Antacids. “The vast majority of patients with IPF have concomitant gastroesophageal reflux disease, a risk factor for aspiration that can cause pneumonitis and worsen idiopathic pulmonary fibrosis,” Dr. Roe explains. “The empiric use of antacids, such as proton pump inhibitors or histamine-2 blocker receptor antagonists, may decrease this risk.”
IPF has become the most common indication for referral to a lung transplant service,17 with transplantation shown to improve QoL and extend survival: median post-transplant survival is 4.5 years.18 Patients with IPF are increasingly receiving bilateral rather than single lung transplant, and accumulating evidence suggests that this trend is linked to longer survival.19
“According to international guidelines, patients with idiopathic pulmonary fibrosis should be considered for lung transplantation at the time of diagnosis,”20 Dr. Roe says. “Early referral is warranted, given the high mortality of the disease and the often lengthy waiting time for suitable donor organs.”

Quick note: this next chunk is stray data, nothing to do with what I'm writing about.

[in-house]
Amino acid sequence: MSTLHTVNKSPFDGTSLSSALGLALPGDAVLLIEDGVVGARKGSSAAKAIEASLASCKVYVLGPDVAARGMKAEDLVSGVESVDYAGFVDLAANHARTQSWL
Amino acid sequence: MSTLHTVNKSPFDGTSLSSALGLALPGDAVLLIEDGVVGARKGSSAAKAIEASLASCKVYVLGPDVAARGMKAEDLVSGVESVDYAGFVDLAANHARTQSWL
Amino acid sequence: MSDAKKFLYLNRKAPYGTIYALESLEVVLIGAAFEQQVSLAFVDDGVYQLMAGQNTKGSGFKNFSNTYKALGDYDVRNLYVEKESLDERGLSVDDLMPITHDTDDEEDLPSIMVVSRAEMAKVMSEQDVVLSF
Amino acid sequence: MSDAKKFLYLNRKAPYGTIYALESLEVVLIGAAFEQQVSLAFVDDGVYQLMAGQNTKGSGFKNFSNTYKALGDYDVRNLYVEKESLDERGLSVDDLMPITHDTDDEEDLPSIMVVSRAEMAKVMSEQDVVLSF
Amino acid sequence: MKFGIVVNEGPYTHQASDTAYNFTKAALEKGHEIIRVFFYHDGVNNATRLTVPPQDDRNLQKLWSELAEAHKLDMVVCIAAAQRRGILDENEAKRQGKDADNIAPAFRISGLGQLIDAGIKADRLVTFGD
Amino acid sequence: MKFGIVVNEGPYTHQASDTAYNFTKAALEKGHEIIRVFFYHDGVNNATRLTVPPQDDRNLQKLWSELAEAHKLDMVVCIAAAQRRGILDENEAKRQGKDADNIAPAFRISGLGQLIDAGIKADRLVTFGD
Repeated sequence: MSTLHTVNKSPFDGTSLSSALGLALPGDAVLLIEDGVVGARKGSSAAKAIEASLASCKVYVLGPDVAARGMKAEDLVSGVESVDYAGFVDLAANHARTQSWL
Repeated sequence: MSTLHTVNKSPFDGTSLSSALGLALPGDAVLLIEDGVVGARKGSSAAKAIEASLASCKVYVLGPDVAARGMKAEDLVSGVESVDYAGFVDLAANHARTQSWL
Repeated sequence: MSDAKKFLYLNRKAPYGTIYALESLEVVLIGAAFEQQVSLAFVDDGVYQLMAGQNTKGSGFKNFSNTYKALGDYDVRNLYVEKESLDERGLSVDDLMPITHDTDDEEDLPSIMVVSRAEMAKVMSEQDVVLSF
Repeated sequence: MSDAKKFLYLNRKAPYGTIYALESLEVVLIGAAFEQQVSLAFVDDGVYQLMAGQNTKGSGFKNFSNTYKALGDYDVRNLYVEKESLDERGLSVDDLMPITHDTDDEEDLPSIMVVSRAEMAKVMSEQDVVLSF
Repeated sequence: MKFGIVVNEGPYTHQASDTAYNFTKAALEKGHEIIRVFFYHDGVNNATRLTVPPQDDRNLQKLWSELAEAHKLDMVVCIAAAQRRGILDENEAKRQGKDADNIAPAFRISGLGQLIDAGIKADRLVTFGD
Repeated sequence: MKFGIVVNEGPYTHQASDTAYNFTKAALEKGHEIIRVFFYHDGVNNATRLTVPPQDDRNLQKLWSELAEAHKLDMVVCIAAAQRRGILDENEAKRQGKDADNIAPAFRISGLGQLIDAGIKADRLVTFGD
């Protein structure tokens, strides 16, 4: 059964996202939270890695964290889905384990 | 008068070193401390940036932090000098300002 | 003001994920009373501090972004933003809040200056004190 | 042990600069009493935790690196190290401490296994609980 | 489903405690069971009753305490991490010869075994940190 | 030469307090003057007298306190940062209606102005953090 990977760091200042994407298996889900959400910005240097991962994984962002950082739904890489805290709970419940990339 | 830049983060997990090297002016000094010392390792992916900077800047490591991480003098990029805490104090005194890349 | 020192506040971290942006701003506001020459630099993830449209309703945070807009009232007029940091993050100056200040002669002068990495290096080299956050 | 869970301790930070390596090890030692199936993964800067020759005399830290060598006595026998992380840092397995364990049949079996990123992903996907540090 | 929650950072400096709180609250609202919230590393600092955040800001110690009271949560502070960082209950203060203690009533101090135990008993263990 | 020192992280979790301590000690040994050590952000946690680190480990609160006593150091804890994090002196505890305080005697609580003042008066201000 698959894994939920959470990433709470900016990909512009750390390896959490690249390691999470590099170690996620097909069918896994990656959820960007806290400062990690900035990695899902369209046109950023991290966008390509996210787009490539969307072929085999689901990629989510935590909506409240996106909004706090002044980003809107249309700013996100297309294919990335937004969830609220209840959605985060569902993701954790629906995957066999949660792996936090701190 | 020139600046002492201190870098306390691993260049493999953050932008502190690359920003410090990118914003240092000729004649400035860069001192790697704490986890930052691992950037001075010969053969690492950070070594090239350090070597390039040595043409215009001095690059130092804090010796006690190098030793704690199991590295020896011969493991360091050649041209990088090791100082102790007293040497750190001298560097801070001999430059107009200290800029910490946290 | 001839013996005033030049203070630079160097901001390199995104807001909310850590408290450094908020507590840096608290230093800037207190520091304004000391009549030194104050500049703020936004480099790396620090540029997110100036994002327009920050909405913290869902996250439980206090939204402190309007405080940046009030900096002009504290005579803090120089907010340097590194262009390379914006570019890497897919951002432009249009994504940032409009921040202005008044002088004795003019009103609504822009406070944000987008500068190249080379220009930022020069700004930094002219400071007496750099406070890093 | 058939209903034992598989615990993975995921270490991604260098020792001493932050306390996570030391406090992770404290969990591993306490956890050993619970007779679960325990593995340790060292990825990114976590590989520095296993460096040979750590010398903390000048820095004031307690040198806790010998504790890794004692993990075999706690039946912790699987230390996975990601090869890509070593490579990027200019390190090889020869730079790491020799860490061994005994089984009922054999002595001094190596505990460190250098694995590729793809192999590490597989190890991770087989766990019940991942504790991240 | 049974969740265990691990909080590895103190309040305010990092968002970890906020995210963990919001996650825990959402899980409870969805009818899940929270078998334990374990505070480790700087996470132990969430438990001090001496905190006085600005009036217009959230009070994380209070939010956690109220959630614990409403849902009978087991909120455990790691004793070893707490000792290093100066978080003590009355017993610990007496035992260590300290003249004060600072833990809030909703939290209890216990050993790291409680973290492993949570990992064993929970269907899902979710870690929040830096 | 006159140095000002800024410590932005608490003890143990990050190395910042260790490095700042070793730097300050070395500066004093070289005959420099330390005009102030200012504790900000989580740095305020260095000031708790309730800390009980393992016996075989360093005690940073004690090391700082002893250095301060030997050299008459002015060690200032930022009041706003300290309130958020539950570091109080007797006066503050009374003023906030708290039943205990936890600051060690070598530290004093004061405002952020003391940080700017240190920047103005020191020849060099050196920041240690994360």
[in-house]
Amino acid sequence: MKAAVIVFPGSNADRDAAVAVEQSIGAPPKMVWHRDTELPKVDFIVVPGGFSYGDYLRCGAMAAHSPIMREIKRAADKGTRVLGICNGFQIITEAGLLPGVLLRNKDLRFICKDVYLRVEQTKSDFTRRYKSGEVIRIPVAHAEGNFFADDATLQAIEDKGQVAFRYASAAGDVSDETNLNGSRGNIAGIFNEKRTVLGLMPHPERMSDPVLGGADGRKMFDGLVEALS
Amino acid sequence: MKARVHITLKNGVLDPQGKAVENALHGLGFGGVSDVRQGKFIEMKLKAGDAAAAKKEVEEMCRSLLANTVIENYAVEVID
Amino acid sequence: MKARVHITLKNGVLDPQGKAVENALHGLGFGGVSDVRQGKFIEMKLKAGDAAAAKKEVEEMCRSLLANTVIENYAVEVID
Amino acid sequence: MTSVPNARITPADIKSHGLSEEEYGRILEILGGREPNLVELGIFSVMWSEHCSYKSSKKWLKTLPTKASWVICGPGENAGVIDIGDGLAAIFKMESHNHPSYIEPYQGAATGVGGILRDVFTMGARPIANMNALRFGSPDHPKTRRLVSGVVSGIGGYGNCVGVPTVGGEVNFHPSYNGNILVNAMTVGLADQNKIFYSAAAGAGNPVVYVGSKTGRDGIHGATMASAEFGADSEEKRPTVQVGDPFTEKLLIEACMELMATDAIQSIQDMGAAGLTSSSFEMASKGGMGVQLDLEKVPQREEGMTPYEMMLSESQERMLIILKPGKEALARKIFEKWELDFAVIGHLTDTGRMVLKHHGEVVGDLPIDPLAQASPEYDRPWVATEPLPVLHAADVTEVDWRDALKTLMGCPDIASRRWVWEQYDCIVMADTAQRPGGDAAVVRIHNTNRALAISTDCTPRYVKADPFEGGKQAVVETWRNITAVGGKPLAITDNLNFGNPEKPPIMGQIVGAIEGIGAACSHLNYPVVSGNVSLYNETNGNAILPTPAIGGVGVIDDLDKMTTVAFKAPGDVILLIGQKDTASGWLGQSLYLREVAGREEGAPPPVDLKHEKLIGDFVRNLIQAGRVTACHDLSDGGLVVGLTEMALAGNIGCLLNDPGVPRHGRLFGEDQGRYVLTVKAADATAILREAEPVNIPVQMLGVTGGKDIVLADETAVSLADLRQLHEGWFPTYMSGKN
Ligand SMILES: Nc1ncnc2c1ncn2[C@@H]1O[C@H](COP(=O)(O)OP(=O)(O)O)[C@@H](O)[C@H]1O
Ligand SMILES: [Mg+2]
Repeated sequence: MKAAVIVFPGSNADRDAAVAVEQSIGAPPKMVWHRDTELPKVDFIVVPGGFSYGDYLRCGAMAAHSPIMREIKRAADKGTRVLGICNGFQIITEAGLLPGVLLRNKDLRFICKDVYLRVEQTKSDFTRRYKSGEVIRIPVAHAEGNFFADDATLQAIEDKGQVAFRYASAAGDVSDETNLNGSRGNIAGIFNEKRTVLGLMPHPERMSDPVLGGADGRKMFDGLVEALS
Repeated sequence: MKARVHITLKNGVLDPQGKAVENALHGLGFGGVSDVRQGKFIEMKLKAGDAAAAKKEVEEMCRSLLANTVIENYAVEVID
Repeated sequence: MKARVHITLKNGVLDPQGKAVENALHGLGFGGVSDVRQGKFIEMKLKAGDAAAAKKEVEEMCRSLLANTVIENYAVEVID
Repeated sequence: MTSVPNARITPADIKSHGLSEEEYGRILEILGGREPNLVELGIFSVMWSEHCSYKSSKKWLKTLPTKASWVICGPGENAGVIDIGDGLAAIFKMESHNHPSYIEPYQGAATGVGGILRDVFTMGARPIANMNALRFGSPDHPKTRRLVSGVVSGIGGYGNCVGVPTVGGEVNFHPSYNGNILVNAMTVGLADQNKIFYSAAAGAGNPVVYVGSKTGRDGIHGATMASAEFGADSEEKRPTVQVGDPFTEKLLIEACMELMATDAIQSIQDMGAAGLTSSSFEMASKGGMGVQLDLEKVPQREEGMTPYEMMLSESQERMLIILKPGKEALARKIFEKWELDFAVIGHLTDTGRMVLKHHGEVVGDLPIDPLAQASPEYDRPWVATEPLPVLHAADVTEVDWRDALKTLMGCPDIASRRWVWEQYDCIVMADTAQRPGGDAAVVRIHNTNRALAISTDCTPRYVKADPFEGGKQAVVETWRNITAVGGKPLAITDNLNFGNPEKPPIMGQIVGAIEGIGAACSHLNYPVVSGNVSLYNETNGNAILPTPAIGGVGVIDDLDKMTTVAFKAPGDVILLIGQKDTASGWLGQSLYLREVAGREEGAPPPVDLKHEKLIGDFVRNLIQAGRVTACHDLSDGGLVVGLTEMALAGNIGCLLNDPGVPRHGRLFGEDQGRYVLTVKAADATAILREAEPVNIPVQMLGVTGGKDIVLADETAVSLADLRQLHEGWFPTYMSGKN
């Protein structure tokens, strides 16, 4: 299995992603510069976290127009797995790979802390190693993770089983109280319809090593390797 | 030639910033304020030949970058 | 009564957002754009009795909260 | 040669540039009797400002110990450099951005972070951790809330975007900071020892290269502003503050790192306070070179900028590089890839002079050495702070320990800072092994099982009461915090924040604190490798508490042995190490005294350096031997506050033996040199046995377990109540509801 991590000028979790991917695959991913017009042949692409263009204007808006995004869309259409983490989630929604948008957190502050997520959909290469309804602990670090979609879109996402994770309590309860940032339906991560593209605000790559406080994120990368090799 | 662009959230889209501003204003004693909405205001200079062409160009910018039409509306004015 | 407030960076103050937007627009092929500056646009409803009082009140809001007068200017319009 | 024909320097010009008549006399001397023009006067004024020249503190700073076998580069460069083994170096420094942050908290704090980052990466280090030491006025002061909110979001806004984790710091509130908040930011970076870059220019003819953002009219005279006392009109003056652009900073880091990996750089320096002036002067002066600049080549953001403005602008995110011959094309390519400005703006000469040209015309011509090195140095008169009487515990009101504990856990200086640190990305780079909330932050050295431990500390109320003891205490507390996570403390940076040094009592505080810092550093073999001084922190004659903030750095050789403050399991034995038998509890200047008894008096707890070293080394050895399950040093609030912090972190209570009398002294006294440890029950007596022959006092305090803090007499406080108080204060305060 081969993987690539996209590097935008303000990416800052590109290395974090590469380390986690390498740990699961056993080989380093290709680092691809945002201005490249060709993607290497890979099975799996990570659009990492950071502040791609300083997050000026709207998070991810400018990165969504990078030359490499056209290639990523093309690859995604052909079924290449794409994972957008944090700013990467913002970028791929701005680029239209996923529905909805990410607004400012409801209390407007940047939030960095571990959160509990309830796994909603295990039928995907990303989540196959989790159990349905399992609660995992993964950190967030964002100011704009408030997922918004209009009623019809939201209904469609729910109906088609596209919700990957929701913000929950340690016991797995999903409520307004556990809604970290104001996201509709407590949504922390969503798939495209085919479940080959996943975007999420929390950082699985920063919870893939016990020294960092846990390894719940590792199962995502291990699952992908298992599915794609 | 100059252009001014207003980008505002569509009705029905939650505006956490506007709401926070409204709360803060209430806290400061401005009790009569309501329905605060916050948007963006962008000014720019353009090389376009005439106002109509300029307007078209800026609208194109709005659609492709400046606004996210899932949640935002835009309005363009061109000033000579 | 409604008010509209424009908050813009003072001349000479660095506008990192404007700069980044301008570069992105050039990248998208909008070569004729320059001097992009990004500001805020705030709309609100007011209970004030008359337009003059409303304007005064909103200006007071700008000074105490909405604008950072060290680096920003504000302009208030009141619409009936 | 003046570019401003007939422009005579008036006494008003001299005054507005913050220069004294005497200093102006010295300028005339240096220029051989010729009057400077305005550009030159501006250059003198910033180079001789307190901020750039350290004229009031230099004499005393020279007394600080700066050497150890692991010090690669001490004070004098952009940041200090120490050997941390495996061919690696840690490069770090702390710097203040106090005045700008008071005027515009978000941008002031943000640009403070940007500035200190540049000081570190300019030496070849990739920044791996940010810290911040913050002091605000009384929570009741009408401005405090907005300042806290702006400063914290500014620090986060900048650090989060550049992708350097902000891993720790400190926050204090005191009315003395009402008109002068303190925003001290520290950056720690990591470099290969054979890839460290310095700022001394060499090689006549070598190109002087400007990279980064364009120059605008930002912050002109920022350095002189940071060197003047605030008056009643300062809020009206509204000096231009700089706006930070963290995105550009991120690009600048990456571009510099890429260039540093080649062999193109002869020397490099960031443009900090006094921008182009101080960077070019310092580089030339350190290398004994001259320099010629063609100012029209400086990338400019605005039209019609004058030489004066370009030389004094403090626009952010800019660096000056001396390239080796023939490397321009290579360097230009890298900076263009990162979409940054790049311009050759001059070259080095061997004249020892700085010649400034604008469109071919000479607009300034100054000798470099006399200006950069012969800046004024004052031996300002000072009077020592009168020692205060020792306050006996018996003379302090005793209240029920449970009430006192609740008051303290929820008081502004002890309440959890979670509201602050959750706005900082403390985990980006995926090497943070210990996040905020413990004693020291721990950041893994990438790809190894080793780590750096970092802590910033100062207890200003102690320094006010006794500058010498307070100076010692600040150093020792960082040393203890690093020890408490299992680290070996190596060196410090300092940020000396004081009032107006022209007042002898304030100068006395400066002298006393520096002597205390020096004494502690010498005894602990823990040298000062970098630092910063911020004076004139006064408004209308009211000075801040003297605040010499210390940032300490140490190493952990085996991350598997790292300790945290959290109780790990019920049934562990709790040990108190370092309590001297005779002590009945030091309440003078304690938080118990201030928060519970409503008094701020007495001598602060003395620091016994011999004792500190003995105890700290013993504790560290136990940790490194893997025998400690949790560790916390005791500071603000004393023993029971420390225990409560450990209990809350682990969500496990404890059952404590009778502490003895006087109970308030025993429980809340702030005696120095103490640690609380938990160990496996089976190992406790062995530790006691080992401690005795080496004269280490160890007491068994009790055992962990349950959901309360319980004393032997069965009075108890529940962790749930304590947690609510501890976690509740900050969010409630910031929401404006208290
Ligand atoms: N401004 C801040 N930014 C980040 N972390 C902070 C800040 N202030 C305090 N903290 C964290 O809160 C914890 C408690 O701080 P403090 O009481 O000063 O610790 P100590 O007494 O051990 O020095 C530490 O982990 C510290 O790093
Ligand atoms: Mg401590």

The number of patients with IPF referred to Dr. Roe and his team for transplant evaluation is growing, and these individuals are being transplanted at a higher rate owing to the severity of their disease. Of the 52 patients who received lung transplants at IU Health last year, more than half were patients with IPF.
Oxygen Therapy and Pulmonary Rehabilitation
Pronounced hypoxia during physical exertion is a frequent finding in IPF. Although no longterm data support the use of supplemental oxygen in this patient population, limited information suggests it may improve exercise capacity.
“Pulmonary rehabilitation, including aerobic conditioning, strength and flexibility training, nutrition counseling and other education, and psychosocial support is also beneficial for patients with idiopathic pulmonary fibrosis, alleviating symptoms and improving exercise tolerance, activities of daily living, and quality of life,” emphasizes Dr. Roe. “In patients undergoing lung transplantation at IU Health, pulmonary rehabilitation is a component of care before and after transplant.”